You’ve heard the adage, “Those who can’t do, teach.”
I never thought it was an accurate statement.
My own efforts at educating others have required that I mastered my subject before I could help others learn it. And the educators that I know are anything but unaccomplished rejects from the world of “doing”.
Teaching is a special talent that requires skill mastery in addition to a special gift for imparting others with wisdom.
My friend Lorie Huston was an amazing teacher. She was so good at it, you didn’t realize you were being taught when you were. You just learned.
She also was an amazing “doer”.
Lorie was a veterinarian who actively cared for the health needs of dogs and cats and other creatures who found their way into people’s homes as pets.
Her teaching came in the form of writing. She wrote many articles for Pet MD, one of the first places people turn when they have a question about their pet. She also wrote her own blog The Pet Health Care Gazette, and she wrote for other journals and online venues. Her articles were helpful and informative and written with authority. But they were always written from the perspective of one pet lover to another.
I never visited her veterinary practice in Rhode Island and my pets never were her patients. But we benefited from her wisdom. I read her articles when I needed information about concerns with my cats, and, on occasion, I asked her questions in social media.
I knew Lorie personally from the annual pet bloggers’ conference BlogPaws. We would meet up each year at the conference, share pet stories, and talk about how we could best help fellow pet lovers through social media.
Lorie was a quiet and gentle person, and kind to a fault. She was always smiling and putting others at ease. I always felt that I learned a lot from her each time we talked, but it never seemed like she was “teaching” me.
I wish that I had told her these things. I wish that I had let her know how valuable she was to me and to others like me.
I am sharing about her in past tense, because Lorie passed away yesterday. I do not know the details. All I know that some ailment caused her body to shut down. She was well and vibrant when I last saw her in May, so the news caught me by surprise.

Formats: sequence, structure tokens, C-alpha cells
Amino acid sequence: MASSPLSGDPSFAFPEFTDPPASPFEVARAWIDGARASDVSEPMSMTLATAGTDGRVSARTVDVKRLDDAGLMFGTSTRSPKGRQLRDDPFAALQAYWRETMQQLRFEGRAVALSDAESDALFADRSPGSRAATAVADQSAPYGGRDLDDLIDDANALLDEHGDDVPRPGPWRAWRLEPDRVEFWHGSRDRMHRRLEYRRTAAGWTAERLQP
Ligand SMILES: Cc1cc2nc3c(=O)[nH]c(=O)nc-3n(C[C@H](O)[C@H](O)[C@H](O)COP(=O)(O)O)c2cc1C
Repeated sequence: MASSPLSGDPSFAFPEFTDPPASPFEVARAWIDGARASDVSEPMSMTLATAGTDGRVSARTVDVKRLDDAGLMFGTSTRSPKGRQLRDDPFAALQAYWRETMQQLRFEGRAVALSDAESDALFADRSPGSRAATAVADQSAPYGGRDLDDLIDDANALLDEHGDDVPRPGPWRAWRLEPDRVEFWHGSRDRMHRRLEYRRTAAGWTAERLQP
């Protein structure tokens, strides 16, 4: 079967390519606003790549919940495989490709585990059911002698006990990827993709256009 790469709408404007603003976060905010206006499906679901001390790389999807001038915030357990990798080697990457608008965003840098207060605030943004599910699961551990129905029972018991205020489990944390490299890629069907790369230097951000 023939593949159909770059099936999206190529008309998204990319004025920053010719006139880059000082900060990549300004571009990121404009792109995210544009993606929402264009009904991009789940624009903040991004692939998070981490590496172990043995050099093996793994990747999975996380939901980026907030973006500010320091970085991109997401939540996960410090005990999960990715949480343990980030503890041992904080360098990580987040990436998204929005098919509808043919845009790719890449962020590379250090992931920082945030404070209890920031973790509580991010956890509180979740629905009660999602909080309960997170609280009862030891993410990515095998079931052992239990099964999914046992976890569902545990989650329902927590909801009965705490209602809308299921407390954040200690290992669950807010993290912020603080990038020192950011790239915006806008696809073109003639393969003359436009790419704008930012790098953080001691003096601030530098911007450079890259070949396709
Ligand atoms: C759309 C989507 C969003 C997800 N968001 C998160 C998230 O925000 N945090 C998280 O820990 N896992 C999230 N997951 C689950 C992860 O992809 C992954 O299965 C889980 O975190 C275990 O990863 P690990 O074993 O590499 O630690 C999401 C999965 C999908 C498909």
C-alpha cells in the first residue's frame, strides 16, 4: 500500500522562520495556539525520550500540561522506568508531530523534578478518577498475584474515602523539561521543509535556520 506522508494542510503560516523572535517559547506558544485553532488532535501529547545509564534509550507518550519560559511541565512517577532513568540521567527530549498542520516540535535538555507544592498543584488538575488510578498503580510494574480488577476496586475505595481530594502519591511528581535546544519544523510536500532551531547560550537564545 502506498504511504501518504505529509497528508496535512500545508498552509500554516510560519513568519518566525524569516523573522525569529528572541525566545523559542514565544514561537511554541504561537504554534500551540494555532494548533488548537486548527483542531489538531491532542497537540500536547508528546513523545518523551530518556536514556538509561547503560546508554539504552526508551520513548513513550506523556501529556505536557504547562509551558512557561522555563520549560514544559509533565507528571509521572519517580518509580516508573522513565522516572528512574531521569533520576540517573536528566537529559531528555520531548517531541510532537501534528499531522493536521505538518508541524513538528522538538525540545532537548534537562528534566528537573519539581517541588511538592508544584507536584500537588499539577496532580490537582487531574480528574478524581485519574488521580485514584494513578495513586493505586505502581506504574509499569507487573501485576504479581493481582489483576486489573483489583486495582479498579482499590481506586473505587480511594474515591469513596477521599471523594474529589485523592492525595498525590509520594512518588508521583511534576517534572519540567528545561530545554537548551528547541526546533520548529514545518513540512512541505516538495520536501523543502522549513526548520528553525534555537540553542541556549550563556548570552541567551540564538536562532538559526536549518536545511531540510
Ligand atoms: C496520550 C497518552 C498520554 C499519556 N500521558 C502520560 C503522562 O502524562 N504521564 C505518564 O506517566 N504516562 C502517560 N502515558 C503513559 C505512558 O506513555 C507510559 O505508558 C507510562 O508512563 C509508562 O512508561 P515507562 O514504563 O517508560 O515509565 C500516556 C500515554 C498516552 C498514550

Lorie was such a low key person, you felt her presence without making a big deal about. Lorie was just always THERE. And now she’s not. It is hard to grasp.
I don’t know Lorie’s family. I send them grace as they cope with their sudden loss. I hope they know how great an impact she had on so many people.
Teachers do, and this teacher did a lot. She touched the lives of countless animals and the people who love them.
Pet lovers often share the story of the Rainbow Bridge when a pet leaves this world. As the story goes, pets go to a special place called the Rainbow Bridge when they die. At this special place, everything is wonderful and pets play and frolic without a care in the world. When their human leaves the earth, the pets join their human in walking across the Bridge together.
I am sure that Lorie had many a greeter at the Bridge. I hope their walk across was glorious.
Enjoy that Rainbow Connection, my friend. You have earned it.
Lorie left six cats at her home in Rhode Island that now need homes. Per Layla Morgan Wilde,
There’s Dillon, three-legged Lilly, Merlin, Midge, Rhett and Rusty. All will need to be re-homed. It’s heartbreaking enough to think they’ve lost their cat mom, but odds are they will have to be separated into more than one home. Fortunately some of not that bonded i.e. Midge and Merlin. Please share and cross-post. For contact info, please email Dusty Rainbolt, CWA Vice-President at firstname.lastname@example.org.
You can read about the cats and more about Lorie in her profile here.
What can I say? Thanks to the science, it didn’t fail me. Any insignificant numbness was nothing compared to the things I listened in bed and t my breakfast. And most importantly, I realized that science was working for us, so why not use it and get pleasure?
Life is an Adventure!